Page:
At 6:00 this morning, Rocky (our dog) woke me up. He does that most days. I let him out, he ran around the yard, took care of business and bounded back into the warm house up to Caitrin's bed to finish the night. I usually weave and bob, and trip up the stairs back to bed myself for the remaining morning hours of sleep.
When I got up at 6:00 a.m. on Christmas morning, I plugged in the tree lights and stretched out on the couch. I stared at shiny bows and the four Target papers we used to wrap our gifts. I let my eyes range over the ornaments: the little cinnamon stick nativity scenes made in church, the photos from when Jacob was born in ornament frames, the abundance of snowflakes that we keep buying every year because we love them and forget we already have dozens.
I remembered when 6:00 a.m. was when everyone got up to open gifts. Jon had a rule that no one could go downstairs until I had put the cinnamon rolls in the oven and he had started the coffee maker. We also liked to set up treasure hunts for large unwrappables (like a mini tramp that hid in our garage located by following a long strand of yarn wound through the entire downstairs, or the year we wrote rhyming clues to lead the kids to the basement where the new foosball table stood).
Nowadays, the kids know to stay upstairs until we call them. Also, their gifts don't require so much assembly. But they are also a lot more expensive.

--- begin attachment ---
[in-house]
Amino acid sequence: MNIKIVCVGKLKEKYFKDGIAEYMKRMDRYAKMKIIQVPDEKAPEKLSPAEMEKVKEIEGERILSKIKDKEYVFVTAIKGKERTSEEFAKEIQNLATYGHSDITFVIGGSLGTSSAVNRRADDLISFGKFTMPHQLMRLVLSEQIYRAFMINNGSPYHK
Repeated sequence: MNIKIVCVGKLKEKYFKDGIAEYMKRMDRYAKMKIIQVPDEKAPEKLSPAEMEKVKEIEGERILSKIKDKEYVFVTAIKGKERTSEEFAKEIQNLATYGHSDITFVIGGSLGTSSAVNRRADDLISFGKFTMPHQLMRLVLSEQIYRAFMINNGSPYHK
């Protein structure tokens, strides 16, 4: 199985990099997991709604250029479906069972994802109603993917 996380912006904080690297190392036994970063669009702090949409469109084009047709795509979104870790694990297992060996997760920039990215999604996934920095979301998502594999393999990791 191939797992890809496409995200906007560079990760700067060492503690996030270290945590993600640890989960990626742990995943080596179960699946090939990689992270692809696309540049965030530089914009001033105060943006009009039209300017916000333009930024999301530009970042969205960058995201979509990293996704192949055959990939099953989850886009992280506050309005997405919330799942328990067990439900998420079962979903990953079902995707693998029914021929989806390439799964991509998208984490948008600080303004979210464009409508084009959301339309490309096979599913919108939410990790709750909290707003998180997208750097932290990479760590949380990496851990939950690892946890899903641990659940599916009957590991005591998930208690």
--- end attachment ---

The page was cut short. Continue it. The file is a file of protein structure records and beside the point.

One year when the kids were small, we were so broke, just about every gift under the tree came from a garage sale. That's the infamous year where I gave Jon a newspaper rack and Michener's Iberia. He gave me a pepper mill. That was the best we could do. We found a Fisher-Price popcorn vacuum cleaner up the street at a Saturday morning yard sale. It became one of Johannah's favorite gifts that year.
This year, we loaded up on games (Carcasonne, Munchkins, Prophecy, Othello, Uno) and the most popular gift: Rock Band for the XBox 360. We have more money and that's fortunate because teens and young adults have far more expensive tastes! We start every Christmas with cinnamon rolls and then eat our traditional red lasagna and green salad for lunch. When we finished lunch, the family split into twos and threes. Jacob and Noah spent a lot of time hashing out the drum beats to Nirvana while Caitrin, Liam and Jon raced around the house sniping each other with AirPop Guns (from Brookstone - they are amazing!). Johannah texted friends and read her new book of short stories. I learned how to work my whipped creme dispenser (it's like the kind they use at Starbucks, but red and for the home).
Then we bundled up and headed to the movie theater (our newest tradition - now a couple years old). This year we watched "Juno." Terrific writing, delightful acting, good story (lots of teenage style references to sex, just in case you want to know that). Nice to get out of the messy house we left behind. Though we did a reasonably good job of bagging the torn paper and unwieldy boxes, I keep finding bits of Styrofoam clinging to every surface that refuse to be swept or sweepered. Mañana.
Now it's getting on to 1:00 a.m.
Jon and Liam are already in bed, exhausted. Johannah, Jacob and Caitrin can't go to sleep. They've got games on the Wii to try out. Noah has friends over to play Carcassonne. I'm finally spent. Another Christmas in the memory bank.
My grandfather used to tell me all the time when I was young: "All you have are your memories." I didn't know what he meant back then. I do now.